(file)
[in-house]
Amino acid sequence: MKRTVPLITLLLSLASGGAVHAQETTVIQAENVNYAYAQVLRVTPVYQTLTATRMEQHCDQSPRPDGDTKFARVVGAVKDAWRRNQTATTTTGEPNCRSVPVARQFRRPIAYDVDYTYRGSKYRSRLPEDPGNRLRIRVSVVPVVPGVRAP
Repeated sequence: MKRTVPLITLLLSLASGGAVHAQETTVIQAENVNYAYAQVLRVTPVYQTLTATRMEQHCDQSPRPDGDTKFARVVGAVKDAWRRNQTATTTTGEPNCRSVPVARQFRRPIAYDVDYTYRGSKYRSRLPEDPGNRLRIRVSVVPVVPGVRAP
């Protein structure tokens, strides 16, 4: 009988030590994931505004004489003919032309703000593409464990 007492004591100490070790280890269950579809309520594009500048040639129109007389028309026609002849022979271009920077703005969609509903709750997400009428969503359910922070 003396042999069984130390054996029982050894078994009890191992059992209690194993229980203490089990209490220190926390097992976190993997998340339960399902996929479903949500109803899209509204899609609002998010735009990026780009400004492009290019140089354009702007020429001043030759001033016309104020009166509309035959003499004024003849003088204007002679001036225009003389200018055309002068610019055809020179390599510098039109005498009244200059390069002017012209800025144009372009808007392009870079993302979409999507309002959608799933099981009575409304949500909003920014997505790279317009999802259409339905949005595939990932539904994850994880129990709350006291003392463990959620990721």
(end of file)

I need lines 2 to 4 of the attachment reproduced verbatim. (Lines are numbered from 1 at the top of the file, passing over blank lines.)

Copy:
Amino acid sequence: MKRTVPLITLLLSLASGGAVHAQETTVIQAENVNYAYAQVLRVTPVYQTLTATRMEQHCDQSPRPDGDTKFARVVGAVKDAWRRNQTATTTTGEPNCRSVPVARQFRRPIAYDVDYTYRGSKYRSRLPEDPGNRLRIRVSVVPVVPGVRAP
Repeated sequence: MKRTVPLITLLLSLASGGAVHAQETTVIQAENVNYAYAQVLRVTPVYQTLTATRMEQHCDQSPRPDGDTKFARVVGAVKDAWRRNQTATTTTGEPNCRSVPVARQFRRPIAYDVDYTYRGSKYRSRLPEDPGNRLRIRVSVVPVVPGVRAP
């Protein structure tokens, strides 16, 4: 009988030590994931505004004489003919032309703000593409464990 007492004591100490070790280890269950579809309520594009500048040639129109007389028309026609002849022979271009920077703005969609509903709750997400009428969503359910922070 003396042999069984130390054996029982050894078994009890191992059992209690194993229980203490089990209490220190926390097992976190993997998340339960399902996929479903949500109803899209509204899609609002998010735009990026780009400004492009290019140089354009702007020429001043030759001033016309104020009166509309035959003499004024003849003088204007002679001036225009003389200018055309002068610019055809020179390599510098039109005498009244200059390069002017012209800025144009372009808007392009870079993302979409999507309002959608799933099981009575409304949500909003920014997505790279317009999802259409339905949005595939990932539904994850994880129990709350006291003392463990959620990721």